Not long ago, Betterment's pitch that automated investing was going to catch on with investors fell on deaf ears. Now when you listen to Jon Stein, its co-founder and CEO, you can’t help but hear, “Told ya so.”
“We were really a voice in the wilderness,” Stein tells me. “We were saying, 'Everyone is going to be using automated investment services someday.' And nobody was really listening; nobody really believed us.”
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Betterment just raised $60 million in venture capital that Stein says they didn’t need, but sure, why not? There are plenty of people willing to fund them.
"We didn’t need to raise the money today," he says. "We have $20 million in the bank still available to use; however, we were getting a lot of interest from investors."
That $60 million infusion, mostly from San Francisco-based private equity firm Francisco Partners, brings Betterment's total VC funding to $105 million and pushes its valuation to nearly $500 million.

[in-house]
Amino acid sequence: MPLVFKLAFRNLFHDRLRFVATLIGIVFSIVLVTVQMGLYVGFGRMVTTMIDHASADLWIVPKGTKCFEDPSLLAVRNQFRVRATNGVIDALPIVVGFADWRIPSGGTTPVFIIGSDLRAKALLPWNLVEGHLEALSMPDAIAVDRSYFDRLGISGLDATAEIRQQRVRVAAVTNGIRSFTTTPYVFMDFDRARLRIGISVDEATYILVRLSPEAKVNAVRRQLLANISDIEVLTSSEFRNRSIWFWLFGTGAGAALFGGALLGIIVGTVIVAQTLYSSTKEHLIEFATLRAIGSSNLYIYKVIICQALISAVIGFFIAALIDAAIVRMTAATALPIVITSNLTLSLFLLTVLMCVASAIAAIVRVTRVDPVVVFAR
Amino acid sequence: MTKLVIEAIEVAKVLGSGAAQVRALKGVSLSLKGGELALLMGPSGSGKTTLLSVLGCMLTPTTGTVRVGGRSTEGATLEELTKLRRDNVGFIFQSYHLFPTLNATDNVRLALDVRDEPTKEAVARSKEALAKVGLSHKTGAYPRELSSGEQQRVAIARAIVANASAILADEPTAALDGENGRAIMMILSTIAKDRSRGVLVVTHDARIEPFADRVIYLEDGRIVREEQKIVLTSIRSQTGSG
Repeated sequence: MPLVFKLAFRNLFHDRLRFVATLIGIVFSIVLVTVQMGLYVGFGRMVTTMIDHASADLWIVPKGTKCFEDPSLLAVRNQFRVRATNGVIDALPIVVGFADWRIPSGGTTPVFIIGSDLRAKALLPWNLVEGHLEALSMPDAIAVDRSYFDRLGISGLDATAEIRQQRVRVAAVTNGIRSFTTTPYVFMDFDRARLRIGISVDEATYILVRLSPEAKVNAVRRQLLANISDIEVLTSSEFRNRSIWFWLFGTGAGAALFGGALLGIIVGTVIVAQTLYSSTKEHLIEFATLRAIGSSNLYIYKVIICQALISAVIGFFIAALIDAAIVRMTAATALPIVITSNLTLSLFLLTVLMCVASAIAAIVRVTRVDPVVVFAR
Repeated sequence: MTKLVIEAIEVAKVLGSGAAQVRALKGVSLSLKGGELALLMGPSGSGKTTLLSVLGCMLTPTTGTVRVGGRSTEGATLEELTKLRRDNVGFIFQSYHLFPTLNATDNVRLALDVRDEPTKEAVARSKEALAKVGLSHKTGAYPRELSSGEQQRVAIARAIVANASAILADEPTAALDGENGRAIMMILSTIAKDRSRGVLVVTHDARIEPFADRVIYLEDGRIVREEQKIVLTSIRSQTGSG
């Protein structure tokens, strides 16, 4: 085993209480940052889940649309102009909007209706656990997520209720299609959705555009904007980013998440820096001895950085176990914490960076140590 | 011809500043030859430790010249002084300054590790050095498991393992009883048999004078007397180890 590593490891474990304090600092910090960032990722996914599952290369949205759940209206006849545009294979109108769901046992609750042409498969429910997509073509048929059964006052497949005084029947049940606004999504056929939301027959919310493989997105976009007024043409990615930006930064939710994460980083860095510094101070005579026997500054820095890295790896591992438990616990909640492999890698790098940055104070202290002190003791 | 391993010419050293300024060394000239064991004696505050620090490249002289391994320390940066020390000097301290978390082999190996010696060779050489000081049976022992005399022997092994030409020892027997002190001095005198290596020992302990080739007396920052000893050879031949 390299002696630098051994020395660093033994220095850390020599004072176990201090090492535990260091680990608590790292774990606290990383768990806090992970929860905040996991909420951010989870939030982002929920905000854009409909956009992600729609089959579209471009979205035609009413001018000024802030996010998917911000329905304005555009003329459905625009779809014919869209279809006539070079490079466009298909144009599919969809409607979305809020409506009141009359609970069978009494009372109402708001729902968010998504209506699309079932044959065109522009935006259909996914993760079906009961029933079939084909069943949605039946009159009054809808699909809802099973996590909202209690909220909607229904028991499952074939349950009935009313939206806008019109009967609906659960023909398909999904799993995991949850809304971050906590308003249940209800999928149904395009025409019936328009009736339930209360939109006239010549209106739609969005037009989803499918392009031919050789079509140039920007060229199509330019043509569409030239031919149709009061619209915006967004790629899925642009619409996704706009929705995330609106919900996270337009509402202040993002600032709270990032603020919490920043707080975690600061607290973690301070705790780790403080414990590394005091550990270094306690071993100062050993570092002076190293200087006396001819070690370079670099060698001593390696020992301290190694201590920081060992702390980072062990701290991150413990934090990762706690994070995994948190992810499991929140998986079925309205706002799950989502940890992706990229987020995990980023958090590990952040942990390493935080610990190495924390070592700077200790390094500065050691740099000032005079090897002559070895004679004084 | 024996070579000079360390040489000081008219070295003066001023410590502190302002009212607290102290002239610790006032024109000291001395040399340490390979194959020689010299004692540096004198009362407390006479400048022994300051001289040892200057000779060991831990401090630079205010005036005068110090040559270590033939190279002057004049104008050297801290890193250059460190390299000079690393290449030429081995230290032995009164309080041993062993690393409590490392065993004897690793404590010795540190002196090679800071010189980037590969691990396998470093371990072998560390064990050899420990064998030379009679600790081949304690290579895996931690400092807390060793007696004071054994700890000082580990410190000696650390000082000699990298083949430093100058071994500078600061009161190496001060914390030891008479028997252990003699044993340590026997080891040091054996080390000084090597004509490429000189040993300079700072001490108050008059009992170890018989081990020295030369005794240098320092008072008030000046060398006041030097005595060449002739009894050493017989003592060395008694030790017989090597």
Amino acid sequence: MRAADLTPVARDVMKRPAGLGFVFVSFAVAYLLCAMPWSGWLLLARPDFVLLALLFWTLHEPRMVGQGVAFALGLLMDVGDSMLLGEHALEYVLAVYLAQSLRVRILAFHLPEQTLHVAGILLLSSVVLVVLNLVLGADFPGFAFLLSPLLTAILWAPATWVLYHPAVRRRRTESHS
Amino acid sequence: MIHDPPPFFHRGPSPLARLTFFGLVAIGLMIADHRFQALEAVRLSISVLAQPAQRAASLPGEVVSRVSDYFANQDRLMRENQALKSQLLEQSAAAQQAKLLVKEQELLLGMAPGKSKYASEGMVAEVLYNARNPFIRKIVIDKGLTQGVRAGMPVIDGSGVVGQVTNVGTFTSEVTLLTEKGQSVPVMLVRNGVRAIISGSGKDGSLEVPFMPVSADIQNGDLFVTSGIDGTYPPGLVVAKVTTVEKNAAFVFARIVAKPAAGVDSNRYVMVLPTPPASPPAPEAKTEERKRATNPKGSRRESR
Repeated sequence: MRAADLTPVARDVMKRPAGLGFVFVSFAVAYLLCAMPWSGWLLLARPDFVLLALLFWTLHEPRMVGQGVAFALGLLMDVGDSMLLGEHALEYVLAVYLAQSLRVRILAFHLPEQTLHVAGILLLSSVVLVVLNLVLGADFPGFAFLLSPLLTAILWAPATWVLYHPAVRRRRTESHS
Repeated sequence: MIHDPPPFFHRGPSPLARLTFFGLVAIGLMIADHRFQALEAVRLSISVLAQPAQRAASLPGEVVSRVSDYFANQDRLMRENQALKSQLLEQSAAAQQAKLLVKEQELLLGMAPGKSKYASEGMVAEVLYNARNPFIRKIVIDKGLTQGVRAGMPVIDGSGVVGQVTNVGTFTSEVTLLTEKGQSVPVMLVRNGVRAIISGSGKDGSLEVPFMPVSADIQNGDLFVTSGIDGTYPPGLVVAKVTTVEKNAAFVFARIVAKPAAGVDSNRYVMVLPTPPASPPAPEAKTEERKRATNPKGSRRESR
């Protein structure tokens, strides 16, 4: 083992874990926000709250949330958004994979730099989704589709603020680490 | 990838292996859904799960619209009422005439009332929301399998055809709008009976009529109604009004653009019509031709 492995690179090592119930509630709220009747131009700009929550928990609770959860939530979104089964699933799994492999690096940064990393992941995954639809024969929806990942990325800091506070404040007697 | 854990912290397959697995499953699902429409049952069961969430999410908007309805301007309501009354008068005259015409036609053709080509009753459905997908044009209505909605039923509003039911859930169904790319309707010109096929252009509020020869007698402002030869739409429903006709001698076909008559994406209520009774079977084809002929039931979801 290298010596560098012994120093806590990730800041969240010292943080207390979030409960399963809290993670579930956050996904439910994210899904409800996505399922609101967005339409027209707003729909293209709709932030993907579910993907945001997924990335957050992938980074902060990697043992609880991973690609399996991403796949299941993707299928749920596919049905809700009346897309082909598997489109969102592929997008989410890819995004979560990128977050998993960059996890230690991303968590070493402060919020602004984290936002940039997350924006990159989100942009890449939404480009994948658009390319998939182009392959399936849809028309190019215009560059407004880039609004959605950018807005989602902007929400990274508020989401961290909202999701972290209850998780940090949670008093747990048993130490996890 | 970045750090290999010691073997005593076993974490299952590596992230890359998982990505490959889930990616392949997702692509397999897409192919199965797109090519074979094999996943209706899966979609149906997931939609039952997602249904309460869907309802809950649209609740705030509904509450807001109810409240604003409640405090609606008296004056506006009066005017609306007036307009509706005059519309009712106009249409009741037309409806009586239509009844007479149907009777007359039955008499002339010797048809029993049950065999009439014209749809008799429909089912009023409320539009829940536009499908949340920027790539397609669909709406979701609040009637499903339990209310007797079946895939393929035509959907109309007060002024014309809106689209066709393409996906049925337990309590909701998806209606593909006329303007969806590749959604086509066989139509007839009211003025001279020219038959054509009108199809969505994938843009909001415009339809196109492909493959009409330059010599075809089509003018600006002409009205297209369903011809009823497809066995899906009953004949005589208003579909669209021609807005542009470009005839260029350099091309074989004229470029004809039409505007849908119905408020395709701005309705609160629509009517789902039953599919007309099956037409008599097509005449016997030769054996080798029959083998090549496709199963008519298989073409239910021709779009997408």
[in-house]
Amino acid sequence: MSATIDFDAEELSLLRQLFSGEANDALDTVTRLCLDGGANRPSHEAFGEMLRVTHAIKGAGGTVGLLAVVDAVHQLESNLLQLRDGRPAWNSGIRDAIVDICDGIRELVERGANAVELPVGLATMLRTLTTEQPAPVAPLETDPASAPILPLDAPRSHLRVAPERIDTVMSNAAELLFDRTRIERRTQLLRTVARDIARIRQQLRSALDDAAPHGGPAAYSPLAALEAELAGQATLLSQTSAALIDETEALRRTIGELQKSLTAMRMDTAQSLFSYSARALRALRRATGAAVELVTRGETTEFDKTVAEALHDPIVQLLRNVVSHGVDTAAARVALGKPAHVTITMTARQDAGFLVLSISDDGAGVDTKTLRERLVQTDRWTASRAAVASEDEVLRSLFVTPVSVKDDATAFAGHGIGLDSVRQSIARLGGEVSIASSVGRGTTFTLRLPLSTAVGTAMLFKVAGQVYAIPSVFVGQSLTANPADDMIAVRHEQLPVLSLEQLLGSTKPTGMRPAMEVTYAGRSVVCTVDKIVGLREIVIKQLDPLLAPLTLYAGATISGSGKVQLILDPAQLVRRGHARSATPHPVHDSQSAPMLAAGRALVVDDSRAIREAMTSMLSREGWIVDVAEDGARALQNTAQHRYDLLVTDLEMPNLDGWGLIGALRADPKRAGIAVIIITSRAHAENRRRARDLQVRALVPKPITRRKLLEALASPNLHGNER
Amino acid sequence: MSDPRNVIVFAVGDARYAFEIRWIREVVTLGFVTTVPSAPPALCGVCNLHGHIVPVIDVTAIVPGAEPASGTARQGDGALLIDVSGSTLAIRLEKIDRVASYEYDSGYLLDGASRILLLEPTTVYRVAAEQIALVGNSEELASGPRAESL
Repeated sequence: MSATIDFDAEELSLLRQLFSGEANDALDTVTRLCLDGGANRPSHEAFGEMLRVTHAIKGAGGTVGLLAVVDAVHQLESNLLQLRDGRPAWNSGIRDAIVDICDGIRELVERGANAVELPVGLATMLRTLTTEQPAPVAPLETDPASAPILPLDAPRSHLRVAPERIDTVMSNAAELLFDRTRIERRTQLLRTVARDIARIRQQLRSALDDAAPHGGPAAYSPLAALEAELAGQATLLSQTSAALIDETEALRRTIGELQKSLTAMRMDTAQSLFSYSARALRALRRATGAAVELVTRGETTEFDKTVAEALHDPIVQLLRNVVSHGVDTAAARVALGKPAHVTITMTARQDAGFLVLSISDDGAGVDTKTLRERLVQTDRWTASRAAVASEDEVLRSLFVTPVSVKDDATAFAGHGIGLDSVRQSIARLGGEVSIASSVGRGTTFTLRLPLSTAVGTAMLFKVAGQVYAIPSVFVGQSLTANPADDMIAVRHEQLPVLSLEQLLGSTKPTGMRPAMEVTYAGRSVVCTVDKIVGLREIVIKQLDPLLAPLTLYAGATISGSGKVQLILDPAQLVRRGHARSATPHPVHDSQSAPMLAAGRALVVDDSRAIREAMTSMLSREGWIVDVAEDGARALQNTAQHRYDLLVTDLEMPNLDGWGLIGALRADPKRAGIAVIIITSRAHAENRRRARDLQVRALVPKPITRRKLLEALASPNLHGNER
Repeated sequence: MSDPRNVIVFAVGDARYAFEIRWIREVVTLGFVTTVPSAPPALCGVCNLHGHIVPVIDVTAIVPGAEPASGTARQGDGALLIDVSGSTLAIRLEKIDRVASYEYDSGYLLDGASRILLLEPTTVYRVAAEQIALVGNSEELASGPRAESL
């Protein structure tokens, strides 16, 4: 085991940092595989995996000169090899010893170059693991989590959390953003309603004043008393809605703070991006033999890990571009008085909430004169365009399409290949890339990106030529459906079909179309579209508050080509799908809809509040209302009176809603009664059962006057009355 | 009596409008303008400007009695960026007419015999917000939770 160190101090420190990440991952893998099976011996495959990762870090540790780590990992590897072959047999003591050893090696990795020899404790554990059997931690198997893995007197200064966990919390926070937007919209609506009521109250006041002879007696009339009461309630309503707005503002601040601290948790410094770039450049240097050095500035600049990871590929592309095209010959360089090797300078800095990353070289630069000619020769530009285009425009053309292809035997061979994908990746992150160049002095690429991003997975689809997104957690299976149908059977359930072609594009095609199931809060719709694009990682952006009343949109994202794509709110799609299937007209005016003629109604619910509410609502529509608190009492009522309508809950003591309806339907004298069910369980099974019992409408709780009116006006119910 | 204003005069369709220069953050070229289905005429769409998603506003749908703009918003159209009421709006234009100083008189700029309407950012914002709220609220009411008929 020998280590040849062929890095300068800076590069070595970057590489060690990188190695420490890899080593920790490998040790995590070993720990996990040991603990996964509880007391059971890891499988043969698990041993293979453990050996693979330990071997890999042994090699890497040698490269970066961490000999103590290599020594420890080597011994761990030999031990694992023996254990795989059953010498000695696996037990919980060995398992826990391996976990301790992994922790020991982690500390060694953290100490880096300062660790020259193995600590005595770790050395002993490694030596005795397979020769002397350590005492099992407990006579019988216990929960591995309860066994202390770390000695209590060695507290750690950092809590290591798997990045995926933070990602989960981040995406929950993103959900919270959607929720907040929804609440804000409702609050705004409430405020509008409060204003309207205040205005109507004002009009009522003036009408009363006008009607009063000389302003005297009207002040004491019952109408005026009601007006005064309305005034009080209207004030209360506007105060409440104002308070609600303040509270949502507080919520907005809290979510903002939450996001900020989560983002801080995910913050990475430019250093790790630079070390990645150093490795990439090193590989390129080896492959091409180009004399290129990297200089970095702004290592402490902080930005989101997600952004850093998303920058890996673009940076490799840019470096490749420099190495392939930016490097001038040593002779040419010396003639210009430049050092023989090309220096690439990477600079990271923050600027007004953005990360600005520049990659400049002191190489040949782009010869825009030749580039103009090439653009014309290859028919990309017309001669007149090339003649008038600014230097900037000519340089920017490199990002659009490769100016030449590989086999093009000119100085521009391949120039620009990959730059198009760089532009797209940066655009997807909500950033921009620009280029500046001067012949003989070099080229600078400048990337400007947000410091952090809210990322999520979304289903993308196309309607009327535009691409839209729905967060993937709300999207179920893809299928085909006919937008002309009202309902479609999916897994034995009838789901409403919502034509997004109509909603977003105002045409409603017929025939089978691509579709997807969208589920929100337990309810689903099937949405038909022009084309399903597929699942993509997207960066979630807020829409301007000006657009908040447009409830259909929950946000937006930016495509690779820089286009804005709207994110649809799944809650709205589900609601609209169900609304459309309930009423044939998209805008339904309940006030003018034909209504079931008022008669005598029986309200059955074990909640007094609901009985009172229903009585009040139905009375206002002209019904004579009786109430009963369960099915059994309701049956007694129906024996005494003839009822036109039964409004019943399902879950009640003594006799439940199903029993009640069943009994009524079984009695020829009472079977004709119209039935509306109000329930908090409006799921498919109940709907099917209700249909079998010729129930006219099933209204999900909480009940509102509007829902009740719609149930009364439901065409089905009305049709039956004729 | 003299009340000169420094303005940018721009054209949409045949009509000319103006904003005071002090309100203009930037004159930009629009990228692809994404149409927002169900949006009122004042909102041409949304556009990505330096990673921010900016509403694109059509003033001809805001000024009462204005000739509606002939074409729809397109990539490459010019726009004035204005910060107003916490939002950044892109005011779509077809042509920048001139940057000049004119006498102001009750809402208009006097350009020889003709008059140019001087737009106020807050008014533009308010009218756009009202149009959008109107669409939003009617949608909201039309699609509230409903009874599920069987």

The online brokerage does not disclose its revenue, but claims to have more than 65,000 customers and roughly $1.4 billion in AUM, much of that from just the past year.
Some of that war chest is being devoted to expansion, as the brokerage launches new offerings. The latest is Betterment Institutional, a digital custodian platform targeting RIAs in partnership with Fidelity. Even before the new platform launch, Betterment counted nearly 100 RIA clients.
The online firm currently has 90 employees, and Stein expects that to grow to 120 by the end of the year. Key hires he notes will be more engineers, more product managers and more investment analysts to build out the firm's advice and optimization tools.
Stein is clear on what's next for Betterment. It's not just getting more funding, he explains to me. It's about claiming a larger cut of the business that belongs to the same people that didn't listen to him years before.
"The current state of fintech and the personal financial management space is an awakening that we have been under-investing in technology and innovations that are well aligned with consumers," he says. "There is an increasing awareness that we will have to pay down that debt in the industry."
A debt he's clearly been waiting to collect on. "I really only see opportunity," he insists.
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